BERLIN (Reuters) - The European Union should halt arms sales to Saudi Arabia following the killing of journalist Jamal Khashoggi, Austrian Foreign Minister Karin Kneissl told a German newspaper, saying such action could also help end “the terrible war in Yemen”.
The comments from Austria, current president of the EU, came after Germany said it would stop approving weapons exports to Saudi Arabia until Khashoggi’s death at the Saudi consulate in Istanbul is cleared up. Chancellor Angela Merkel’s government is also discussing how to deal with sales that have already been approved.
Referring to the wider EU, Kneissl told Die Welt newspaper: “The halt in arms deliveries proposed by Chancellor Merkel would be a correct signal.” Austria had already stopped sending military equipment to Saudi Arabia in March 2015, she added.
France and Britain - which will leave the EU in March - are major arms suppliers to Riyadh.
President Emmanuel Macron told King Salman on Wednesday that France, in coordination with partners, could take action against those held responsible for the murder.
However, since coming to power last year Macron has largely ignored protests over arms sales he deems vital to jobs and France’s strategic relationships in the region. French arms deals with Riyadh totalled 1.5 billion euros ($1.7 billion) last year.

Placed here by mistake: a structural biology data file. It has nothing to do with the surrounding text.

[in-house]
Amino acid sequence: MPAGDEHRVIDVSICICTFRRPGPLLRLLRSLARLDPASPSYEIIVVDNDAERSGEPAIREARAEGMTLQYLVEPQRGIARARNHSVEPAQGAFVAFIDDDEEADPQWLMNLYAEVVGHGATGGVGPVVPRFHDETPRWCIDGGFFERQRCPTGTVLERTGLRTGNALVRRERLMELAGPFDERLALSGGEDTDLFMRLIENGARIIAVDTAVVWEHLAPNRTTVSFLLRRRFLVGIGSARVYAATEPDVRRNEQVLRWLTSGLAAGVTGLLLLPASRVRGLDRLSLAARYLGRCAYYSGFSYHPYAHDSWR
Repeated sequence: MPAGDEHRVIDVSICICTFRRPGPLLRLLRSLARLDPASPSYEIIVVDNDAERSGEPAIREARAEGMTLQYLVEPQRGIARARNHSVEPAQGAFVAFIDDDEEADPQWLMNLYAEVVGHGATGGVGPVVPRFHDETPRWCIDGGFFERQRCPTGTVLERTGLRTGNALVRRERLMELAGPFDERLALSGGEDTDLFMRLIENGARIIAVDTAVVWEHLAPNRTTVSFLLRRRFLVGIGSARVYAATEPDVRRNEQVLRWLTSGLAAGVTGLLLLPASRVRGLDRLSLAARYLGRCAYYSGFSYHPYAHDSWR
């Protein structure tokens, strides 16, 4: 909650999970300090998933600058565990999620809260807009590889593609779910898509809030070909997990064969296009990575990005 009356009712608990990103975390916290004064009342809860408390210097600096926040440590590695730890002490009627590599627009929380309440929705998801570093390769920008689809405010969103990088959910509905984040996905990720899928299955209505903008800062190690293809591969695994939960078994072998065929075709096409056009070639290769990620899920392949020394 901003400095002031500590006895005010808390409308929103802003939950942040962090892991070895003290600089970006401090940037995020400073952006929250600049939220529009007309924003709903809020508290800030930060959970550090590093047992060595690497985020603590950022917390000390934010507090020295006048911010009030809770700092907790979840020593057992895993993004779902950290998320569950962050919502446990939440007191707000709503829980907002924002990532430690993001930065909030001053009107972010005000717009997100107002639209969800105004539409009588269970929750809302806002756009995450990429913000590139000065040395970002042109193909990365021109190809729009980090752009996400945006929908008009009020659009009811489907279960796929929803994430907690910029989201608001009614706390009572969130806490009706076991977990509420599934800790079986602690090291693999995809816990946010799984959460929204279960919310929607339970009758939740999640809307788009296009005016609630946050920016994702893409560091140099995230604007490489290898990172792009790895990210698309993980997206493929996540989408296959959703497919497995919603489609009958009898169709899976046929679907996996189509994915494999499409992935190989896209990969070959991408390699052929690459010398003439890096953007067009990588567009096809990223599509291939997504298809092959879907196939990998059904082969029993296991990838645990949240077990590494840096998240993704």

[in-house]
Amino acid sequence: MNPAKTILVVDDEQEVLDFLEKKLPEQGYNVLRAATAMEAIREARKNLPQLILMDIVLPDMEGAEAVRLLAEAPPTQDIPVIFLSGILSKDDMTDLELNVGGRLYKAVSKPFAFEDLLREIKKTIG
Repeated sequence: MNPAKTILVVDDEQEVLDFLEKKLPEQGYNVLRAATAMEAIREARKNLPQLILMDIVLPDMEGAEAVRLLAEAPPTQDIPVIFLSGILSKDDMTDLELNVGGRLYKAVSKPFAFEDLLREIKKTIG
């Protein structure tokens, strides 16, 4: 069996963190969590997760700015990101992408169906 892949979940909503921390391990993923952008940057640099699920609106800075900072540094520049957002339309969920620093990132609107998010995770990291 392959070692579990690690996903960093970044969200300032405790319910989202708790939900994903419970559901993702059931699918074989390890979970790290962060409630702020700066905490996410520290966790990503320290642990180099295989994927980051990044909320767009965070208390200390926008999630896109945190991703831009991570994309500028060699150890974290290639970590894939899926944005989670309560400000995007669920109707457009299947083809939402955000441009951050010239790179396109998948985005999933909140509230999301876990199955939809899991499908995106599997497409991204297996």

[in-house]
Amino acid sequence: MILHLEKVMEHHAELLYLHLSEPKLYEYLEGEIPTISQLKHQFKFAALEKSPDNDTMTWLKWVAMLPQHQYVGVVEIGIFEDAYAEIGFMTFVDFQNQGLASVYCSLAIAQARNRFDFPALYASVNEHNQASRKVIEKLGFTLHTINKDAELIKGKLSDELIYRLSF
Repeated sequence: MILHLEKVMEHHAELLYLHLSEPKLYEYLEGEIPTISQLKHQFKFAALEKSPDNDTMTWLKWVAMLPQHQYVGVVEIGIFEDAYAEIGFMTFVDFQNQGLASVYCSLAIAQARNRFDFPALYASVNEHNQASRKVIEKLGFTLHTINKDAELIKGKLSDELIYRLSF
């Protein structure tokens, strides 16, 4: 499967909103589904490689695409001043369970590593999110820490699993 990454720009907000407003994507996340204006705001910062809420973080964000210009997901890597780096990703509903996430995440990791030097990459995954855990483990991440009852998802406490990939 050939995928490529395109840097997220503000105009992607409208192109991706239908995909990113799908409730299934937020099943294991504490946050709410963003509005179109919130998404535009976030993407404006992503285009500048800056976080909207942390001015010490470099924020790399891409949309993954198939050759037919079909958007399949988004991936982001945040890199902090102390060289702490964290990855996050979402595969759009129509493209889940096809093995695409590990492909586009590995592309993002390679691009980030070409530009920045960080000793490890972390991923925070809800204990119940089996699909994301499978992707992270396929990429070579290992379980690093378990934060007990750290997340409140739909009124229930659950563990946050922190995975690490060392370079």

The European Parliament adopted a resolution on Thursday calling on member states to impose an EU-wide arms embargo on Saudi Arabia.
Merkel spoke to the king on Thursday, condemning the killing and saying Germany was ready to take “appropriate measures” along with international partners, her chancellery said.
Kneissl said the war in Yemen and a crisis in relations between Qatar and Saudi Arabia and its Arab allies should prompt joint EU action. “If we as the entire EU stop weapons deliveries to Saudi Arabia, that could help end these conflicts,” she told the newspaper.
A Saudi-led coalition that intervened in Yemen’s war in 2015 has conducted frequent air strikes targeting the Iran-aligned Houthi group and has often hit civilians, although it denies doing so intentionally.
The war has killed more than 10,000 people, displaced more than 2 million and driven Yemen to the verge of widespread famine.
Saudi Arabia’s public prosecutor said on Thursday that Khashoggi’s murder earlier this month was premeditated, reversing previous official statements that the killing was unintended.
Kneissl described the case as “profoundly shocking” and an unprecedented violation of law, but said it marked the culmination of two years of “massive deterioration in the human rights situation in Saudi Arabia”.
The Austrian foreign ministry confirmed the remarks were accurate, but had no further comment. ($1 = 0.8797 euros)
Reporting by Andrea Shalal; Additional reporting by Francois Murphy in Vienna; editing by David Stamp